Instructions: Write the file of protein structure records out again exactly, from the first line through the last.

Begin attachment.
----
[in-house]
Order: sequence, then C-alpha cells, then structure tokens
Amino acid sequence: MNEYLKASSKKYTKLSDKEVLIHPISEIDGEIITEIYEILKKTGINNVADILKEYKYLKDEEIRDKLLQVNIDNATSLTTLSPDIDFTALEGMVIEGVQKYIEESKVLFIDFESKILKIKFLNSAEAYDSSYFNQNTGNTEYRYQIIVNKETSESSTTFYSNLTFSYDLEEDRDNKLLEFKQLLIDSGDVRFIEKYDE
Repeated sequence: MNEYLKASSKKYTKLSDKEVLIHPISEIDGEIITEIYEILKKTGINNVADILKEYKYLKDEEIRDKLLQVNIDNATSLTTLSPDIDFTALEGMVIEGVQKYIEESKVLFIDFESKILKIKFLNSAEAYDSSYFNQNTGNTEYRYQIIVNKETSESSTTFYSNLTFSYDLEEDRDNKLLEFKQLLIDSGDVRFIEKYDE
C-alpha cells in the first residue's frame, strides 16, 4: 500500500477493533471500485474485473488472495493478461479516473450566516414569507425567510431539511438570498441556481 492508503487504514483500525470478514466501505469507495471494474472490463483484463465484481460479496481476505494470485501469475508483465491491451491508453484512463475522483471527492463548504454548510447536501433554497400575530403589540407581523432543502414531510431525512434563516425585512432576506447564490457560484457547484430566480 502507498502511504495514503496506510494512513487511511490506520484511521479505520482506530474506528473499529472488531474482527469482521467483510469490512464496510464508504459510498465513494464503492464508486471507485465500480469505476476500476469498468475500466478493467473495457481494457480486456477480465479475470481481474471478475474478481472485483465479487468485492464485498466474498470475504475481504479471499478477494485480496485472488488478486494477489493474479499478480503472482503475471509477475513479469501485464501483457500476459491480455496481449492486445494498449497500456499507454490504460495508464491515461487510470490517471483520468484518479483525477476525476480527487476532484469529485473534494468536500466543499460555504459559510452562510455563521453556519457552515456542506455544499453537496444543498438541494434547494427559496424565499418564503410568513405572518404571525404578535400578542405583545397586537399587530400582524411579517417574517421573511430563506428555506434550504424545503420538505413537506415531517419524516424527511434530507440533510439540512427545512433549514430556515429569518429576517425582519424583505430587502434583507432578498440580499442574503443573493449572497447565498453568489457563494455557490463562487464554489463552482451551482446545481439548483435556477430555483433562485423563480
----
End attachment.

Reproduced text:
[in-house]
Order: sequence, then C-alpha cells, then structure tokens
Amino acid sequence: MNEYLKASSKKYTKLSDKEVLIHPISEIDGEIITEIYEILKKTGINNVADILKEYKYLKDEEIRDKLLQVNIDNATSLTTLSPDIDFTALEGMVIEGVQKYIEESKVLFIDFESKILKIKFLNSAEAYDSSYFNQNTGNTEYRYQIIVNKETSESSTTFYSNLTFSYDLEEDRDNKLLEFKQLLIDSGDVRFIEKYDE
Repeated sequence: MNEYLKASSKKYTKLSDKEVLIHPISEIDGEIITEIYEILKKTGINNVADILKEYKYLKDEEIRDKLLQVNIDNATSLTTLSPDIDFTALEGMVIEGVQKYIEESKVLFIDFESKILKIKFLNSAEAYDSSYFNQNTGNTEYRYQIIVNKETSESSTTFYSNLTFSYDLEEDRDNKLLEFKQLLIDSGDVRFIEKYDE
C-alpha cells in the first residue's frame, strides 16, 4: 500500500477493533471500485474485473488472495493478461479516473450566516414569507425567510431539511438570498441556481 492508503487504514483500525470478514466501505469507495471494474472490463483484463465484481460479496481476505494470485501469475508483465491491451491508453484512463475522483471527492463548504454548510447536501433554497400575530403589540407581523432543502414531510431525512434563516425585512432576506447564490457560484457547484430566480 502507498502511504495514503496506510494512513487511511490506520484511521479505520482506530474506528473499529472488531474482527469482521467483510469490512464496510464508504459510498465513494464503492464508486471507485465500480469505476476500476469498468475500466478493467473495457481494457480486456477480465479475470481481474471478475474478481472485483465479487468485492464485498466474498470475504475481504479471499478477494485480496485472488488478486494477489493474479499478480503472482503475471509477475513479469501485464501483457500476459491480455496481449492486445494498449497500456499507454490504460495508464491515461487510470490517471483520468484518479483525477476525476480527487476532484469529485473534494468536500466543499460555504459559510452562510455563521453556519457552515456542506455544499453537496444543498438541494434547494427559496424565499418564503410568513405572518404571525404578535400578542405583545397586537399587530400582524411579517417574517421573511430563506428555506434550504424545503420538505413537506415531517419524516424527511434530507440533510439540512427545512433549514430556515429569518429576517425582519424583505430587502434583507432578498440580499442574503443573493449572497447565498453568489457563494455557490463562487464554489463552482451551482446545481439548483435556477430555483433562485423563480